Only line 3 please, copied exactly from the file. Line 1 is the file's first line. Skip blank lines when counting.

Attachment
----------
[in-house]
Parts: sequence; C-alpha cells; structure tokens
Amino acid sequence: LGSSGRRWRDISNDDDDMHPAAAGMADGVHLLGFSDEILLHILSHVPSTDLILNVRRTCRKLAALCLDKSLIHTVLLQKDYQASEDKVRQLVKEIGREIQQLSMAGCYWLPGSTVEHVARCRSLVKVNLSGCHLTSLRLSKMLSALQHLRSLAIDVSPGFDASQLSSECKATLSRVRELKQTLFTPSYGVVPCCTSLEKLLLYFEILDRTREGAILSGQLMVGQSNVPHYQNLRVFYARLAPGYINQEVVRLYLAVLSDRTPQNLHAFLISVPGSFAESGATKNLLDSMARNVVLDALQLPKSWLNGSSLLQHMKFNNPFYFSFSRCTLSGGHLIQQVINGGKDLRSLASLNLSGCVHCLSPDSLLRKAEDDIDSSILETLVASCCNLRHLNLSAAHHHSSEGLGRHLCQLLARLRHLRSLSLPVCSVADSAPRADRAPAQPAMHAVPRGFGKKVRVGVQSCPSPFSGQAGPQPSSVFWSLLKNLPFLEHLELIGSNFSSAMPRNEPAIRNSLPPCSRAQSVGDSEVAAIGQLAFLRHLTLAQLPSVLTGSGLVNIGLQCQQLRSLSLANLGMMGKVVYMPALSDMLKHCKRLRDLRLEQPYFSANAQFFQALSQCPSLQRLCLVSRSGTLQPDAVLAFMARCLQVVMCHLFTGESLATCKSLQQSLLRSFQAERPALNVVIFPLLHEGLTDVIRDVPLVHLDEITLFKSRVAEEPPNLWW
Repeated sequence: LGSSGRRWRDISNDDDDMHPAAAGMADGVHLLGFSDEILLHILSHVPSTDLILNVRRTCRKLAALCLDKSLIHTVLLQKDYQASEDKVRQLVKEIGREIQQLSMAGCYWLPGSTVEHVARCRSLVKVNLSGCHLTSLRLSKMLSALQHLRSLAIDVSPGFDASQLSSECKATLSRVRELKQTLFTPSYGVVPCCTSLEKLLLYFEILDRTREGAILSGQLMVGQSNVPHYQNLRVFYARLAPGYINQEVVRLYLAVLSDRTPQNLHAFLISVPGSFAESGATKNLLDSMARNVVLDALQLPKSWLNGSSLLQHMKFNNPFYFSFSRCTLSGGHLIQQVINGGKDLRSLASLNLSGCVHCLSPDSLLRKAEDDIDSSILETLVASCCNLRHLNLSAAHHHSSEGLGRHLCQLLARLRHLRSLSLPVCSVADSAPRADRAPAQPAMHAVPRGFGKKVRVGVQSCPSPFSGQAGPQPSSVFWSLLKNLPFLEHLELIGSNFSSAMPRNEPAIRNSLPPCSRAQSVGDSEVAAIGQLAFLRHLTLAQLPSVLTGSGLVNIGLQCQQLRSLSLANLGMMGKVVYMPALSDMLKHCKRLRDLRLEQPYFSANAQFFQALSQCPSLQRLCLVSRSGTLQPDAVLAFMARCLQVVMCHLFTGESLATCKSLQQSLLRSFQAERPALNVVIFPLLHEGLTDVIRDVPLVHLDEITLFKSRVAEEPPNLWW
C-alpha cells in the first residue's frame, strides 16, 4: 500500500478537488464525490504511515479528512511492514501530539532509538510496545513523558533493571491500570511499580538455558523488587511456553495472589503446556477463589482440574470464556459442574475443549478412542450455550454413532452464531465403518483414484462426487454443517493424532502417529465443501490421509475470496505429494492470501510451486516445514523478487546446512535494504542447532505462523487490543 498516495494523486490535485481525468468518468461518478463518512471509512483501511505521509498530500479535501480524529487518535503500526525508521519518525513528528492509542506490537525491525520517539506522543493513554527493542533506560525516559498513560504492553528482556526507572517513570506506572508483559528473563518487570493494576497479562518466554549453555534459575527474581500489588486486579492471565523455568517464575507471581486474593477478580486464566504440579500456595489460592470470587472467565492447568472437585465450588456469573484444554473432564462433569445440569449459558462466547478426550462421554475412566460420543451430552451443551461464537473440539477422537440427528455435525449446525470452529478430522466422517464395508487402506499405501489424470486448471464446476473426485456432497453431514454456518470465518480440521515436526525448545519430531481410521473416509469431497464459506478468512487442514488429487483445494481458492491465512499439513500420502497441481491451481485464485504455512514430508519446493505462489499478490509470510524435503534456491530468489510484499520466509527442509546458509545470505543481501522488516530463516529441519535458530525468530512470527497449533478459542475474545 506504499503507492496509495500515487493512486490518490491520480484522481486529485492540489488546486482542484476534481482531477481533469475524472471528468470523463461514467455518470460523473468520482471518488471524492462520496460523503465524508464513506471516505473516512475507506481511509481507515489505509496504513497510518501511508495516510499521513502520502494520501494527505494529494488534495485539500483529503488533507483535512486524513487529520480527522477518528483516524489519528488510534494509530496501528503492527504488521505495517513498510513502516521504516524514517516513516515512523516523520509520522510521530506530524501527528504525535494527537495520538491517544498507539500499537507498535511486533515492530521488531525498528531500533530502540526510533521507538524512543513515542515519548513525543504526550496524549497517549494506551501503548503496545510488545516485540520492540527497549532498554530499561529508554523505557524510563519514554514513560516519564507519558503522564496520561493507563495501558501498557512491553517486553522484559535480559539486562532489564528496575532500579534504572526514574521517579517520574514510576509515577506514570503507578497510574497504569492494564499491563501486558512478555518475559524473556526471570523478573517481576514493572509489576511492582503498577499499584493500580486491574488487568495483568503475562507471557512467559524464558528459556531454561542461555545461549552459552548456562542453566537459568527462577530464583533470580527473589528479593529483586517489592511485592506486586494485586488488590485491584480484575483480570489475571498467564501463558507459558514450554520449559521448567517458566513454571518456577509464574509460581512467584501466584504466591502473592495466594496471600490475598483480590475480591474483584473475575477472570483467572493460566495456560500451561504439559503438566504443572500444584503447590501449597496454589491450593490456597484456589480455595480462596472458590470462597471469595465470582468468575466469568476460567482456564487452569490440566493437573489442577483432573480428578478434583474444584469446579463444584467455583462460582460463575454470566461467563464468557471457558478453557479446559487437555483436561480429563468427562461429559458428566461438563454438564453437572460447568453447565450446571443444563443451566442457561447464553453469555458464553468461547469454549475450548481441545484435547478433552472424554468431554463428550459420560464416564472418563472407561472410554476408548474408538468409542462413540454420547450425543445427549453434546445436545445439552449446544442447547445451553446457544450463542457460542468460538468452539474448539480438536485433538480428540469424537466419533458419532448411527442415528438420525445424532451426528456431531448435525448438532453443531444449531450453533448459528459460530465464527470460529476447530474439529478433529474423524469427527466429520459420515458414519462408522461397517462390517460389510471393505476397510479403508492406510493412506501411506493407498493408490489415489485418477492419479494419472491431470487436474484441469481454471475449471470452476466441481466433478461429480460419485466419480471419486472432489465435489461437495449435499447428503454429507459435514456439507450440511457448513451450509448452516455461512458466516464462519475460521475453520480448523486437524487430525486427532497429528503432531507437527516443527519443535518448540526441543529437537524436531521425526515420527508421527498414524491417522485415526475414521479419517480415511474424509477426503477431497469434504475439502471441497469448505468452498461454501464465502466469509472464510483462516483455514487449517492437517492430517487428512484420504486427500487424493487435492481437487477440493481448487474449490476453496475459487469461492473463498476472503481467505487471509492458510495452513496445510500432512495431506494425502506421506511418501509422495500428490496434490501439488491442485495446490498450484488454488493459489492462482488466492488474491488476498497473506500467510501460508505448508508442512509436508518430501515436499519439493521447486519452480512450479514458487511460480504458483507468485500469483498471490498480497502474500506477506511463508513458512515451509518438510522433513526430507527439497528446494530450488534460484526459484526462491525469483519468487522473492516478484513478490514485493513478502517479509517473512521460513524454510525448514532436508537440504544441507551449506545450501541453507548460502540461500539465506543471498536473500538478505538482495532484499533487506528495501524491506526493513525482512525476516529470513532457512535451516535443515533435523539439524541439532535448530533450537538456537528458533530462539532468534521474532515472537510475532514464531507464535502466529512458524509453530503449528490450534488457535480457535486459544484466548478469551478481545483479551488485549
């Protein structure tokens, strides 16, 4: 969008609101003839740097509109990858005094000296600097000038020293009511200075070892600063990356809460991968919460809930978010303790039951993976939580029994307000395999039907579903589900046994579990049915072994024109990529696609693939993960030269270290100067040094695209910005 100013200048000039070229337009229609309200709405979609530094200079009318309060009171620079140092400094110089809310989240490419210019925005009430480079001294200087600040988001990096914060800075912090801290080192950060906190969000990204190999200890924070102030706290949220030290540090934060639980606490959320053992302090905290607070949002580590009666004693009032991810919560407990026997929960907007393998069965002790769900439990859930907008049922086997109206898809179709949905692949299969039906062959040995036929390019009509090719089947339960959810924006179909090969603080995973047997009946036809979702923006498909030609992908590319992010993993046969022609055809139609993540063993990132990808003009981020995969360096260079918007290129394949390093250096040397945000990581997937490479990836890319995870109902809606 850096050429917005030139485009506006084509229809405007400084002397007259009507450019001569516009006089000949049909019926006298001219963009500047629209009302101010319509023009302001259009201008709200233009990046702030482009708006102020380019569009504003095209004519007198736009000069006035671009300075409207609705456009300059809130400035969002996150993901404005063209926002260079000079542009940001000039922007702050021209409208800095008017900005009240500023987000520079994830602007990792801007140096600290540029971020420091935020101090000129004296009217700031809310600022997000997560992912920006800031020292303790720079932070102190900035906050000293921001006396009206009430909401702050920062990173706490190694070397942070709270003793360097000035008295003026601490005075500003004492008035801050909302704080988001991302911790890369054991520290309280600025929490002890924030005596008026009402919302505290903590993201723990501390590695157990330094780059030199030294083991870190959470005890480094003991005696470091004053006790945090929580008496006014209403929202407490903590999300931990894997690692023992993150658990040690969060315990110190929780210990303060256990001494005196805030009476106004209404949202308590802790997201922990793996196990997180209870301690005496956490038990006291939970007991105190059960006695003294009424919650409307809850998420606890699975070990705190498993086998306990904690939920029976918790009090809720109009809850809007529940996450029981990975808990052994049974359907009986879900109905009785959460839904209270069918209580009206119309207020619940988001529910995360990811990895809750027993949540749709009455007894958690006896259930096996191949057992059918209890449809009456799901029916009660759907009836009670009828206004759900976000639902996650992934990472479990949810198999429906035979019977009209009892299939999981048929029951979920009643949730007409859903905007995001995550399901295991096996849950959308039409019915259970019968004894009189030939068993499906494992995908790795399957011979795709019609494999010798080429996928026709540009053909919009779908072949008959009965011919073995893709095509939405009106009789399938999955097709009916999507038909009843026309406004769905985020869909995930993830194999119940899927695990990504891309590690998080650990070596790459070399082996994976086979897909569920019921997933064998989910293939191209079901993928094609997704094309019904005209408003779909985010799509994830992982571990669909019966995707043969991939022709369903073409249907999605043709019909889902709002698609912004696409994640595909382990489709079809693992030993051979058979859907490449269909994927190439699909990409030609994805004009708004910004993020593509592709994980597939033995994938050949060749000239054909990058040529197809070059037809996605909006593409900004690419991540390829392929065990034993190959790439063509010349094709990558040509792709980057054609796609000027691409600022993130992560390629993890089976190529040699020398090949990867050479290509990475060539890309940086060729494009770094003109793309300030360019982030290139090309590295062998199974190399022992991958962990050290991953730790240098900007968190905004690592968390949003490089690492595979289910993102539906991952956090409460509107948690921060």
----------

Amino acid sequence: LGSSGRRWRDISNDDDDMHPAAAGMADGVHLLGFSDEILLHILSHVPSTDLILNVRRTCRKLAALCLDKSLIHTVLLQKDYQASEDKVRQLVKEIGREIQQLSMAGCYWLPGSTVEHVARCRSLVKVNLSGCHLTSLRLSKMLSALQHLRSLAIDVSPGFDASQLSSECKATLSRVRELKQTLFTPSYGVVPCCTSLEKLLLYFEILDRTREGAILSGQLMVGQSNVPHYQNLRVFYARLAPGYINQEVVRLYLAVLSDRTPQNLHAFLISVPGSFAESGATKNLLDSMARNVVLDALQLPKSWLNGSSLLQHMKFNNPFYFSFSRCTLSGGHLIQQVINGGKDLRSLASLNLSGCVHCLSPDSLLRKAEDDIDSSILETLVASCCNLRHLNLSAAHHHSSEGLGRHLCQLLARLRHLRSLSLPVCSVADSAPRADRAPAQPAMHAVPRGFGKKVRVGVQSCPSPFSGQAGPQPSSVFWSLLKNLPFLEHLELIGSNFSSAMPRNEPAIRNSLPPCSRAQSVGDSEVAAIGQLAFLRHLTLAQLPSVLTGSGLVNIGLQCQQLRSLSLANLGMMGKVVYMPALSDMLKHCKRLRDLRLEQPYFSANAQFFQALSQCPSLQRLCLVSRSGTLQPDAVLAFMARCLQVVMCHLFTGESLATCKSLQQSLLRSFQAERPALNVVIFPLLHEGLTDVIRDVPLVHLDEITLFKSRVAEEPPNLWW